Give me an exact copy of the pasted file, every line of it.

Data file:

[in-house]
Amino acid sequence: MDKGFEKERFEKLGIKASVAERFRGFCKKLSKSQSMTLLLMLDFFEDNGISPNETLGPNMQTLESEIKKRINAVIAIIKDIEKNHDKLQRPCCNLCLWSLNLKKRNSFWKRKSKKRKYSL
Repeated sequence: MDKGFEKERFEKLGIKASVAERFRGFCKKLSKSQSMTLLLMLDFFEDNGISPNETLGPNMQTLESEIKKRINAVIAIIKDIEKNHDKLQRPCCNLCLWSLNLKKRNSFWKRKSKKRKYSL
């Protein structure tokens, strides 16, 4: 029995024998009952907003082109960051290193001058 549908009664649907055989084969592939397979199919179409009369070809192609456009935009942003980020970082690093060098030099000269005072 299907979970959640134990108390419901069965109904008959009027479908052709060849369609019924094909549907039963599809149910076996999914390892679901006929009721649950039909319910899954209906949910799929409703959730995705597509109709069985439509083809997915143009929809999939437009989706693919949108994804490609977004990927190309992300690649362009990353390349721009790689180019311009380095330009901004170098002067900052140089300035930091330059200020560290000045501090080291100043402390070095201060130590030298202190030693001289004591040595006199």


[in-house]
Amino acid sequence: MDKGFEKERFEKLGIKASVAERFRGFCKKLSKSQSMTLLLMLDFFEDNGISPNETLGPNMQTLESEIKKRINAVIAIIKDIEKNHDKLQRPCCNLCLWSLNLKKRNSFWKRKSKKRKYSL
Repeated sequence: MDKGFEKERFEKLGIKASVAERFRGFCKKLSKSQSMTLLLMLDFFEDNGISPNETLGPNMQTLESEIKKRINAVIAIIKDIEKNHDKLQRPCCNLCLWSLNLKKRNSFWKRKSKKRKYSL
């Protein structure tokens, strides 16, 4: 029995024998009952907003082109960051290193001058 549908009664649907055989084969592939397979199919179409009369070809192609456009935009942003980020970082690093060098030099000269005072 299907979970959640134990108390419901069965109904008959009027479908052709060849369609019924094909549907039963599809149910076996999914390892679901006929009721649950039909319910899954209906949910799929409703959730995705597509109709069985439509083809997915143009929809999939437009989706693919949108994804490609977004990927190309992300690649362009990353390349721009790689180019311009380095330009901004170098002067900052140089300035930091330059200020560290000045501090080291100043402390070095201060130590030298202190030693001289004591040595006199």